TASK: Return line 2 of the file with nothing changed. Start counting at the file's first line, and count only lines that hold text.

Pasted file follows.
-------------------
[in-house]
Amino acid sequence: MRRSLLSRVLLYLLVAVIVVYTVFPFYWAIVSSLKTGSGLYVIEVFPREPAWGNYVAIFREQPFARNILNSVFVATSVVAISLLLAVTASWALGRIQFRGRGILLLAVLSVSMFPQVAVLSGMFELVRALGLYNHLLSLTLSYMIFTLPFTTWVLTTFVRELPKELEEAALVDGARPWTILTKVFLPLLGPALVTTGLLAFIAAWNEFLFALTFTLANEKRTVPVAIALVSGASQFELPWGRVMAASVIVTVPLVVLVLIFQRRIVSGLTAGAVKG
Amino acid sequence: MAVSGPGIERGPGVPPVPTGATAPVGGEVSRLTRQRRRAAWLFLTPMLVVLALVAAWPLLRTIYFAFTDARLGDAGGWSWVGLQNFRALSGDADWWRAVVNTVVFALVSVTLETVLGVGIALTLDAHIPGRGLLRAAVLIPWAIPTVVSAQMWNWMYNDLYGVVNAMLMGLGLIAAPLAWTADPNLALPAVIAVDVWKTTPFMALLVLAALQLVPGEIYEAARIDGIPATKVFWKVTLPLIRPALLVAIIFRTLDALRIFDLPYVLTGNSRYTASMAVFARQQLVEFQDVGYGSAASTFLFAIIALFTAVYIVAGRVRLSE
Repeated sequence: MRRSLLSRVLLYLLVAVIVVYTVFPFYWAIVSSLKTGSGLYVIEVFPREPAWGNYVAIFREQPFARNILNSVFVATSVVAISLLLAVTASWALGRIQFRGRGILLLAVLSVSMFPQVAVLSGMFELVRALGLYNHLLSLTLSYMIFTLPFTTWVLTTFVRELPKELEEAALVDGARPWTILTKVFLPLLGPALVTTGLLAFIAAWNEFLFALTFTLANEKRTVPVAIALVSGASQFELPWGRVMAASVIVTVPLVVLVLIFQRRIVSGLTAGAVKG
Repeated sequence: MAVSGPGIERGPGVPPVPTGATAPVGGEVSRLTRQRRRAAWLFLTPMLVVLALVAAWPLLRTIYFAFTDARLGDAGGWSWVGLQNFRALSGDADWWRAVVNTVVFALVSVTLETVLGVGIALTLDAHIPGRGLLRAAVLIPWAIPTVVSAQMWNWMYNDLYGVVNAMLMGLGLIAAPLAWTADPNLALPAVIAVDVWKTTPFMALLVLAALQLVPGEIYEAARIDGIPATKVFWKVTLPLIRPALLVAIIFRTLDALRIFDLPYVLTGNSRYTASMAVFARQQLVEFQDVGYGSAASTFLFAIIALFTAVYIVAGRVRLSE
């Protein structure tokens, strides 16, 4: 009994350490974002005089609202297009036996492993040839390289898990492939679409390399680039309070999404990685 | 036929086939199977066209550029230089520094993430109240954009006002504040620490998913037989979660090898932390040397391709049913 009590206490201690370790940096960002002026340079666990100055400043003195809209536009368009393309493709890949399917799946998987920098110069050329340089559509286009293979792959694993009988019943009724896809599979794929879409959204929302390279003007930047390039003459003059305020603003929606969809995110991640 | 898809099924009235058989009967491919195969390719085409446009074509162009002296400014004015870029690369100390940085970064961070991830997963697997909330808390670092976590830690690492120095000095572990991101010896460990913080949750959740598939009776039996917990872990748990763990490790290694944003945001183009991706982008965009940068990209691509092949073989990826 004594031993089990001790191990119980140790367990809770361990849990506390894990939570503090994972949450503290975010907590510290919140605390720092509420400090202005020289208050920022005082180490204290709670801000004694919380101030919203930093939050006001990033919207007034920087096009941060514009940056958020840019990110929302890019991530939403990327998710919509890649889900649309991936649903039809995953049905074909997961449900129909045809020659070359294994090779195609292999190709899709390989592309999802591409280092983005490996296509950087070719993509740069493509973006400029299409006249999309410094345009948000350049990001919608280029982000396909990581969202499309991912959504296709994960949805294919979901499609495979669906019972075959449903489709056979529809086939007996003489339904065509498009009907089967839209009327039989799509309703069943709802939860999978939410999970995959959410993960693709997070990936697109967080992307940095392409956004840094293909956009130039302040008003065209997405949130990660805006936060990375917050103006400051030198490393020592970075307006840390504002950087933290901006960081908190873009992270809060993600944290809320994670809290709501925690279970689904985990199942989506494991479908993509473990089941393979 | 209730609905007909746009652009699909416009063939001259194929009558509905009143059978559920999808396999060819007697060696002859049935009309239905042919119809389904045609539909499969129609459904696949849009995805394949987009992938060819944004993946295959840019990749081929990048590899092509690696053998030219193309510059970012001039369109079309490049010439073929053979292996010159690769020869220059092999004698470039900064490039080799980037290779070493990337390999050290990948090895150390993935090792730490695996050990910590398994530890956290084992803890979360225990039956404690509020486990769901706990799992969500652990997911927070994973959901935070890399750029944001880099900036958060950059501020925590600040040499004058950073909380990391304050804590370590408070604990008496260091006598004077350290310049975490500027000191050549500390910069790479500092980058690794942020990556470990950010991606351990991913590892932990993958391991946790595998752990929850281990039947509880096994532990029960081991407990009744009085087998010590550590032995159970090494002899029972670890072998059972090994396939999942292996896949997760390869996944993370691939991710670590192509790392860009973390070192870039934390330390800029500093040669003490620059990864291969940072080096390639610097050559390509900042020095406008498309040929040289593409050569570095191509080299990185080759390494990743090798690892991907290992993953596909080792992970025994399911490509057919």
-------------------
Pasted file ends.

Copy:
Amino acid sequence: MRRSLLSRVLLYLLVAVIVVYTVFPFYWAIVSSLKTGSGLYVIEVFPREPAWGNYVAIFREQPFARNILNSVFVATSVVAISLLLAVTASWALGRIQFRGRGILLLAVLSVSMFPQVAVLSGMFELVRALGLYNHLLSLTLSYMIFTLPFTTWVLTTFVRELPKELEEAALVDGARPWTILTKVFLPLLGPALVTTGLLAFIAAWNEFLFALTFTLANEKRTVPVAIALVSGASQFELPWGRVMAASVIVTVPLVVLVLIFQRRIVSGLTAGAVKG